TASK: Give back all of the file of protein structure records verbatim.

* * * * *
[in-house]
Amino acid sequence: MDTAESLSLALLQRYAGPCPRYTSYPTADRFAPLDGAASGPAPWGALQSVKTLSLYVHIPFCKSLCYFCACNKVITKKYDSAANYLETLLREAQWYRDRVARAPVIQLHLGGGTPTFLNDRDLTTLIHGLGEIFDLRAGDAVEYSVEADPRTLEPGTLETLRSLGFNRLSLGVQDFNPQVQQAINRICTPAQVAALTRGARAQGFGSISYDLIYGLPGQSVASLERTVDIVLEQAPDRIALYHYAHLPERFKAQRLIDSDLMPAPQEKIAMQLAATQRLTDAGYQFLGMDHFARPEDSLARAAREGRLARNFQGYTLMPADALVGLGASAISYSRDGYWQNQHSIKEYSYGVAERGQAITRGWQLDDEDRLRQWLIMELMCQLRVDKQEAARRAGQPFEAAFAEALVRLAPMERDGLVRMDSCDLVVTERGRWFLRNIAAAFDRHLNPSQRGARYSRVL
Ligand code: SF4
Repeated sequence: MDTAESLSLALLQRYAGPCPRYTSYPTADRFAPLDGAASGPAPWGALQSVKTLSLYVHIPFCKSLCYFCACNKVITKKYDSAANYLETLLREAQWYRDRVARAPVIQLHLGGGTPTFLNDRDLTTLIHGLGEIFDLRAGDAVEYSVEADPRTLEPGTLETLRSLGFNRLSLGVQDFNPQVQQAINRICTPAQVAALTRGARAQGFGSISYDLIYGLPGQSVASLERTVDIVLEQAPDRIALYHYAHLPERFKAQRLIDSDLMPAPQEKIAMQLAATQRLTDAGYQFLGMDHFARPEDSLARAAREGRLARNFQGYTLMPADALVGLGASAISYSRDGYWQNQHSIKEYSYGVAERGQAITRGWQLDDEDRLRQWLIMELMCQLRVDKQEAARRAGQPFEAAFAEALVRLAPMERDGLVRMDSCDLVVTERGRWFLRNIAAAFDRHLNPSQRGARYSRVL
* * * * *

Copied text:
[in-house]
Amino acid sequence: MDTAESLSLALLQRYAGPCPRYTSYPTADRFAPLDGAASGPAPWGALQSVKTLSLYVHIPFCKSLCYFCACNKVITKKYDSAANYLETLLREAQWYRDRVARAPVIQLHLGGGTPTFLNDRDLTTLIHGLGEIFDLRAGDAVEYSVEADPRTLEPGTLETLRSLGFNRLSLGVQDFNPQVQQAINRICTPAQVAALTRGARAQGFGSISYDLIYGLPGQSVASLERTVDIVLEQAPDRIALYHYAHLPERFKAQRLIDSDLMPAPQEKIAMQLAATQRLTDAGYQFLGMDHFARPEDSLARAAREGRLARNFQGYTLMPADALVGLGASAISYSRDGYWQNQHSIKEYSYGVAERGQAITRGWQLDDEDRLRQWLIMELMCQLRVDKQEAARRAGQPFEAAFAEALVRLAPMERDGLVRMDSCDLVVTERGRWFLRNIAAAFDRHLNPSQRGARYSRVL
Ligand code: SF4
Repeated sequence: MDTAESLSLALLQRYAGPCPRYTSYPTADRFAPLDGAASGPAPWGALQSVKTLSLYVHIPFCKSLCYFCACNKVITKKYDSAANYLETLLREAQWYRDRVARAPVIQLHLGGGTPTFLNDRDLTTLIHGLGEIFDLRAGDAVEYSVEADPRTLEPGTLETLRSLGFNRLSLGVQDFNPQVQQAINRICTPAQVAALTRGARAQGFGSISYDLIYGLPGQSVASLERTVDIVLEQAPDRIALYHYAHLPERFKAQRLIDSDLMPAPQEKIAMQLAATQRLTDAGYQFLGMDHFARPEDSLARAAREGRLARNFQGYTLMPADALVGLGASAISYSRDGYWQNQHSIKEYSYGVAERGQAITRGWQLDDEDRLRQWLIMELMCQLRVDKQEAARRAGQPFEAAFAEALVRLAPMERDGLVRMDSCDLVVTERGRWFLRNIAAAFDRHLNPSQRGARYSRVL